Open access peer-reviewed chapter

Design approach to improve Kansei Quality based on Kansei Engineering

By Nam-Gyu Kang

Submitted: October 26th 2010Reviewed: April 14th 2011Published: July 27th 2011

DOI: 10.5772/18138

Downloaded: 2218

1. Introduction

In recent years, design has improved with development of manufacturing techniques. Only products that satisfy the consumer survive. Karino [1] has suggested the 3 types of quality based on relationship with physical fulfillment and individual satisfaction of designed objects; 1) Must-be quality, 2) One-dimensional quality, such as usability and operability and 3) Attractive quality, such as pleasantness, preference. Attractive quality is especially related to the user’s potential needs because it is deeply related with the user’s Kansei (emotional) satisfaction. Furthermore, Noman [2] has suggested 3 levels in design; visceral, behavioral, and reflective design engaging the appearance, efficiency and satisfaction (personal, memories etc) respectively.

Against this background, many approaches based on Kansei engineering have been conducted in Japan with the aim of offering more likeable designs. However, Kansei engineering does not have a long history. In a 1986 lecture at the University of Michigan the president of Mazda Motor Corporation introduced Professor Nagamachi’s car design process based on Kansei engineering. In the design process, perceptions of users’ were analyzed statistically. Kansei engineering has since then been used worldwide leading to the development of the Japan Society of Kansei Engineering (JSKE). JSKE quantifies various characteristics of design to meet vast individual needs. In 2007 the Japanese Ministry of Economy accepted a ‘Declaration for creating Kansei Value’ as a national declaration further boosting public interest in Kansei quality [3]. These foregoing highlights the importance of Kansei quality in the future design. Clarifying the role and potential of Kansei engineering in design is crucial to the development of Kansei quality. Using Kansei engineering case studies this paper examines the role and potential of Kansei and Kansei quality.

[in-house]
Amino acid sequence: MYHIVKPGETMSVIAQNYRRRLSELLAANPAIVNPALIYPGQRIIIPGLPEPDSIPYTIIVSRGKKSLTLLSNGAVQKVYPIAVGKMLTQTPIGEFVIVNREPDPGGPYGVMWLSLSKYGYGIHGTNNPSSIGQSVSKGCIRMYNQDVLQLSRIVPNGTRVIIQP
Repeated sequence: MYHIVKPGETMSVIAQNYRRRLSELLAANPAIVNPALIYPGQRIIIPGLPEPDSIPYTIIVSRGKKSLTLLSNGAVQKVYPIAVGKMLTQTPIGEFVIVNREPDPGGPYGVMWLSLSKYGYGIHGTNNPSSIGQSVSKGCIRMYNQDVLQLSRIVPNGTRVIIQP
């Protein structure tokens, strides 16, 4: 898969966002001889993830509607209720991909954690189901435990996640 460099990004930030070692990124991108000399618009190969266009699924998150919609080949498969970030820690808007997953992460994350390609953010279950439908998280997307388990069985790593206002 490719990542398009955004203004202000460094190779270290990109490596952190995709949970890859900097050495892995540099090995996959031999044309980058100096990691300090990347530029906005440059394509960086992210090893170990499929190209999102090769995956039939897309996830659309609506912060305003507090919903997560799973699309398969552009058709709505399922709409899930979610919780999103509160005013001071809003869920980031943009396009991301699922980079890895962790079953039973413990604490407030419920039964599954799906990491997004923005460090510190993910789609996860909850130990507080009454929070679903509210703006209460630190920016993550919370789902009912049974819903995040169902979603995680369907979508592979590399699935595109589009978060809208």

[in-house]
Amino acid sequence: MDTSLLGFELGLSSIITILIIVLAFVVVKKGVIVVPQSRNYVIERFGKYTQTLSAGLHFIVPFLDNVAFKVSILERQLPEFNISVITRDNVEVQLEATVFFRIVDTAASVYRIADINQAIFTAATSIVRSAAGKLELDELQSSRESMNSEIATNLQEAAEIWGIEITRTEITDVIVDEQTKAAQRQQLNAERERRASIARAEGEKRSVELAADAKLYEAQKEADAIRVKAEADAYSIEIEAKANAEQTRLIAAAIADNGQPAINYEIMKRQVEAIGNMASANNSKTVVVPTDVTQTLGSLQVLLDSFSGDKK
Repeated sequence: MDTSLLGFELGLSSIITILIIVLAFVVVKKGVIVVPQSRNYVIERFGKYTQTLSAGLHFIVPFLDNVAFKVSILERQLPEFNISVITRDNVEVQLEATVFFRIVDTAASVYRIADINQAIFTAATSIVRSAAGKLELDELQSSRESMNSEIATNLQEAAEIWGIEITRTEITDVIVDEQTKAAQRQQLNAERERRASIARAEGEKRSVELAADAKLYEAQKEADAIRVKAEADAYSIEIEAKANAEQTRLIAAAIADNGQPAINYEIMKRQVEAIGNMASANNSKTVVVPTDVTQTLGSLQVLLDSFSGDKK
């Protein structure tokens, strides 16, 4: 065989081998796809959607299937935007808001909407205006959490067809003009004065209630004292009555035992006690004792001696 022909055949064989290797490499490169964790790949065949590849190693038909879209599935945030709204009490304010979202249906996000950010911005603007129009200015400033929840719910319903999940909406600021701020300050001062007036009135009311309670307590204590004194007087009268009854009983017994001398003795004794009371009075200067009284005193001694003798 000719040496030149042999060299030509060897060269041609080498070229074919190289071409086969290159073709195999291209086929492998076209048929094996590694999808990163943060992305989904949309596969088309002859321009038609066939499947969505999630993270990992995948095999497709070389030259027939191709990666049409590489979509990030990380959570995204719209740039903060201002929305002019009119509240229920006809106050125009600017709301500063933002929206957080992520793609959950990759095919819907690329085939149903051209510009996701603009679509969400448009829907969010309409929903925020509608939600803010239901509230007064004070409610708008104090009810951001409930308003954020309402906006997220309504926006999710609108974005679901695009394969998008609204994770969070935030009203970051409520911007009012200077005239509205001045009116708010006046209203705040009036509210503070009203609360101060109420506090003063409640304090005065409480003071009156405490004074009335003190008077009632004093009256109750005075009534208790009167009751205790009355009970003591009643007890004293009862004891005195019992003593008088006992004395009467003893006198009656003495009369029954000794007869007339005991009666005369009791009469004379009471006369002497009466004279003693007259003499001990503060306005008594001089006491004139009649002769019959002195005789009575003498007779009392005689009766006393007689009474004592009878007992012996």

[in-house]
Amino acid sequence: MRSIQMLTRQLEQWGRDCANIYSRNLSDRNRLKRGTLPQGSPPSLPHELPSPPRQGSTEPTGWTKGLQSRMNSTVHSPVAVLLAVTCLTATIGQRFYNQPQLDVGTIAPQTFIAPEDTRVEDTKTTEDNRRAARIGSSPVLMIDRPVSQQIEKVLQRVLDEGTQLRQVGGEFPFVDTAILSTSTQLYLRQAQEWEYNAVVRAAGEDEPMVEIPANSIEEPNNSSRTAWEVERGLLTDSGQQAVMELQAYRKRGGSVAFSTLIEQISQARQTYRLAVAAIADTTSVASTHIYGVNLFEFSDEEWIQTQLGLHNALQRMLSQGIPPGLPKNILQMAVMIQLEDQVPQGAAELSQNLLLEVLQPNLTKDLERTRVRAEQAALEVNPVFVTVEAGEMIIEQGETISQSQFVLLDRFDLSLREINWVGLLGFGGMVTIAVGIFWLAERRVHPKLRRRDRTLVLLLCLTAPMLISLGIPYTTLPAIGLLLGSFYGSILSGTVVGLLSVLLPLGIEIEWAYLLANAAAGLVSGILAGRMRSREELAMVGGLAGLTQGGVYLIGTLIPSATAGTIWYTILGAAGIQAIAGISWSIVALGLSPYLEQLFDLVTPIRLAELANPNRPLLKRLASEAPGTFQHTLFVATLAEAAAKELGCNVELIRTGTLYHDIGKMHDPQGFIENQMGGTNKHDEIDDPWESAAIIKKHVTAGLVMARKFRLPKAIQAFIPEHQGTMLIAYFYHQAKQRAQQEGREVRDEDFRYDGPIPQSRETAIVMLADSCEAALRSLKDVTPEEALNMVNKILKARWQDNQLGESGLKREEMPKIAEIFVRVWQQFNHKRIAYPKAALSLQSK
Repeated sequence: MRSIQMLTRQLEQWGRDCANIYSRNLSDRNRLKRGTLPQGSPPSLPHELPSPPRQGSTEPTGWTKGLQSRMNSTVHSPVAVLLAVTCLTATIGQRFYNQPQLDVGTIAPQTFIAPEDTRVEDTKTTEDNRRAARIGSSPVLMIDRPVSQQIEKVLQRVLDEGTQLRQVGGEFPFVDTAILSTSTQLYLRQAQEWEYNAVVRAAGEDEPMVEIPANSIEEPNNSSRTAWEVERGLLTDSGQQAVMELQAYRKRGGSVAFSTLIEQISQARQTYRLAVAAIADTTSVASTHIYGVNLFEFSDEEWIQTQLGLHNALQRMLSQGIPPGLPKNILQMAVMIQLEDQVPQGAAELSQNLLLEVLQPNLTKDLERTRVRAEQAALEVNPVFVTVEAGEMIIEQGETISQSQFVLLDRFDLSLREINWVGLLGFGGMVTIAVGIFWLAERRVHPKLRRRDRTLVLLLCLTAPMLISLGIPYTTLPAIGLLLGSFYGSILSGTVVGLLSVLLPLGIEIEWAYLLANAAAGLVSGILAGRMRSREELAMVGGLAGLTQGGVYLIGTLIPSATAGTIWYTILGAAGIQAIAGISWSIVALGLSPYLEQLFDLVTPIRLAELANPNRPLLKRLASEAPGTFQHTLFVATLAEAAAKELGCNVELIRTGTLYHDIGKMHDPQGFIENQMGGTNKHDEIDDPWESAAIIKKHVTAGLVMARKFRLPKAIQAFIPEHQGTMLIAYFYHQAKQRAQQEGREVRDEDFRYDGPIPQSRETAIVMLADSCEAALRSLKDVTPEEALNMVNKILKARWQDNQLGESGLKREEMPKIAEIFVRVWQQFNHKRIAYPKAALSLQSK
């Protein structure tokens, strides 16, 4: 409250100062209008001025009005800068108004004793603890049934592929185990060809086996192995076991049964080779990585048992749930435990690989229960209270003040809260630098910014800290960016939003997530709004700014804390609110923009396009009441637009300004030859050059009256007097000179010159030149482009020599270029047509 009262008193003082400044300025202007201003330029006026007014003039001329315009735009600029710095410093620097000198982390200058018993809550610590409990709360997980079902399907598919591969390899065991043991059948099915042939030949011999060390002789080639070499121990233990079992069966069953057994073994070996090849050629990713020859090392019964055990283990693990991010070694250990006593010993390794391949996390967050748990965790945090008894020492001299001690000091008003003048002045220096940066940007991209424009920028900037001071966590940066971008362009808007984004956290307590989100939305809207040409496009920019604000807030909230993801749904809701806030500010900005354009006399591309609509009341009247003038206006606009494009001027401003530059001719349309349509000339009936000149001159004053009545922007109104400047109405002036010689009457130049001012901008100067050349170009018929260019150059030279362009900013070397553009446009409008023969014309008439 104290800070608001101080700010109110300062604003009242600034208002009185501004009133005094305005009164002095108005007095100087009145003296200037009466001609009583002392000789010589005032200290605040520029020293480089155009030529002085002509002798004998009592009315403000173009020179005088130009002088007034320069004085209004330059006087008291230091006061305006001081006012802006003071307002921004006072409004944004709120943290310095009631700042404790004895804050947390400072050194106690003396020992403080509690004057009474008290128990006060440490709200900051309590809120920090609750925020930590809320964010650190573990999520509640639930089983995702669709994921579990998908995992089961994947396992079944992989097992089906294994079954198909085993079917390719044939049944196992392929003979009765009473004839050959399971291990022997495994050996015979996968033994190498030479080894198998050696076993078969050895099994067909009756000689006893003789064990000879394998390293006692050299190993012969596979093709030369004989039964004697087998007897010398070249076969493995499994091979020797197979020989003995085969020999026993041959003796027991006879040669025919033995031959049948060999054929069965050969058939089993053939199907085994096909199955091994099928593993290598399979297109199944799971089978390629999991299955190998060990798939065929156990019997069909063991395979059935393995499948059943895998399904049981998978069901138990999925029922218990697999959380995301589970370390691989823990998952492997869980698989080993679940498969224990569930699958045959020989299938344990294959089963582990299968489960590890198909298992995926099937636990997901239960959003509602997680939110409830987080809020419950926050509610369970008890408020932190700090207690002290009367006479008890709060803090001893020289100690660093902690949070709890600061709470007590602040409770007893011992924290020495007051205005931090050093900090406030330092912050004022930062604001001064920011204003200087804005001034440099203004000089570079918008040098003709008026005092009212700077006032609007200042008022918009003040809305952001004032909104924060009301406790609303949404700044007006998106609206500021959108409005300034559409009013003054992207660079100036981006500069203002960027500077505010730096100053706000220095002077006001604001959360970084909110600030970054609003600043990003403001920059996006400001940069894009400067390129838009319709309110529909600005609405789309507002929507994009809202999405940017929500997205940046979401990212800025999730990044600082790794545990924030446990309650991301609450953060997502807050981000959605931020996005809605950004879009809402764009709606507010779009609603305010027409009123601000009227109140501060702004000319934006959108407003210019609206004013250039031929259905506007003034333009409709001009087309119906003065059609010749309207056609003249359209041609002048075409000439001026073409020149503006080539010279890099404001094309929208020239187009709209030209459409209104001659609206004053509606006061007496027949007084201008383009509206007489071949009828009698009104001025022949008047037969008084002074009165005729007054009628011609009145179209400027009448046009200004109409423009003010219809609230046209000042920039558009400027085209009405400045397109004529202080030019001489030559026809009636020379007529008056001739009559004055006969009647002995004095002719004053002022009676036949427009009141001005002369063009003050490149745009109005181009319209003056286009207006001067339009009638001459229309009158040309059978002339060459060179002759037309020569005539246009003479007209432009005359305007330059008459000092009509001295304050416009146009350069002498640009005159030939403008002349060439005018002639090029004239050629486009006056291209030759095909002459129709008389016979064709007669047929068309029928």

2. Kansei and Ksei quality

The word Kansei has been used variously by researchers in relation not only to design but also to other research fields. It is therefore imperative to define Kansei, Kansei quality and subsequently, to address the relationship between the two in relation to the design process.

2.1. What is Kansei in design?

According to the Japanese dictionary, origin of Kansei is a German philosopher “Sinnlichkeit” of Kant. Elsewhere Kansei is interpreted as “the ability of sense”, “the power of intuition” and “Sensibility”.

According to many Kansei researches, Kansei is different from Chisei (This word is Japanese meaning intelligent), which works to increase knowledge or understanding by verbal description of logical facts also [4]. Kansei and Chisei are processed by the mind when information is received from the external world. Tsuji also refers to Kansei as the opposite of Chisei [5]. Harada [6] goes further to list three major characteristics of Kansei as; 1) human expression based on added knowledge and experience to inborn dispositions; 2) the ability to react to and evaluate external stimuli intuitively; and 3) the interaction of intuition and intelligent activity. P. Levy [7] defines Kansei as ‘an internal process (or function) of the brain, involved in the construction of intuitive reaction to external stimuli’. For purposes of this paper therefore Kansei is defined as “the intuitive reaction to external stimuli based on one’s past experiences”.